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In a recent article ("In the End Is the Word." New Scientist 85:37-38, 1980) Colin Tudge tells how important it is for the patient to be told the name of his disease. He contends that, unlike physicians, many patients do not view diagnosis as merely a prelude to treatment. To them, diagnosis may be the most important part of therapy. In fact, many sufferers from a chronic disease are content with a diagnostic label without detailed definition or an explanation of its underlying pathophysiology. The physician's prescription may not be even filled or complied with. According to Tudge, much of the touted noncompliance may be due to the patient's complete satisfaction with the reassurance provided by having his disease named. It is as if the name brings the disturbingly unknown into the realm of the partially known. Perhaps the less therapeutically equipped physician of the 19th century understood this need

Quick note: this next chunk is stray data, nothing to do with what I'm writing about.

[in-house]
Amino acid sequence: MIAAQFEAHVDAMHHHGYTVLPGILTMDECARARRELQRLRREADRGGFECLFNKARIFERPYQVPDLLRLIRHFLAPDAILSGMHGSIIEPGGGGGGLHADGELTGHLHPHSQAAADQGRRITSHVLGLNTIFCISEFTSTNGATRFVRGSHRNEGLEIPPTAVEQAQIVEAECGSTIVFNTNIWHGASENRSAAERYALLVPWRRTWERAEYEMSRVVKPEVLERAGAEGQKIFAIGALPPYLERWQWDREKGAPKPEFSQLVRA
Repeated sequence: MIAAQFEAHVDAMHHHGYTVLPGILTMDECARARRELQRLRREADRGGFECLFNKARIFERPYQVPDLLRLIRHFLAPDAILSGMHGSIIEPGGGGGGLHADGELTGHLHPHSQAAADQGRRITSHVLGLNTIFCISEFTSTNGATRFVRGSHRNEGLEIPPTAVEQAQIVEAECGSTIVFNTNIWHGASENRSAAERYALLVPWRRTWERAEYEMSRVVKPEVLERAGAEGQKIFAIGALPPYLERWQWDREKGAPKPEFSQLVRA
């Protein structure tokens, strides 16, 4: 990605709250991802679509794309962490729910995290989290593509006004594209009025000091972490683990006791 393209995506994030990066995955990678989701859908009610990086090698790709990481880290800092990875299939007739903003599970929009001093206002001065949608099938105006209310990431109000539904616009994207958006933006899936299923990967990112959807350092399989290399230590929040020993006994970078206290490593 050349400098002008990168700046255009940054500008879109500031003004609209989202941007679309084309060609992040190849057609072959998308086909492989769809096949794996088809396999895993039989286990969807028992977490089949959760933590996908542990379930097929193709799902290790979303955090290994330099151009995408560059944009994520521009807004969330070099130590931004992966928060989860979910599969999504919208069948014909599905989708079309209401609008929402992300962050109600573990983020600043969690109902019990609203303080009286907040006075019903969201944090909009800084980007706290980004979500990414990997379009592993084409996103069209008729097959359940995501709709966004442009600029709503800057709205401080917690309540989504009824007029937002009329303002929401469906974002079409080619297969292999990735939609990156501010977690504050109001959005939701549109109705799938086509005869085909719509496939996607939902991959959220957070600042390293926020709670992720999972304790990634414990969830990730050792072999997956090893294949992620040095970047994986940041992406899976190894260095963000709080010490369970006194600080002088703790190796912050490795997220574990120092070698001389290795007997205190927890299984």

Vaisrub S. The Magic of a Name. JAMA. 1980;243(19):1931-1932. doi:10.1001/jama.1980.03300450045024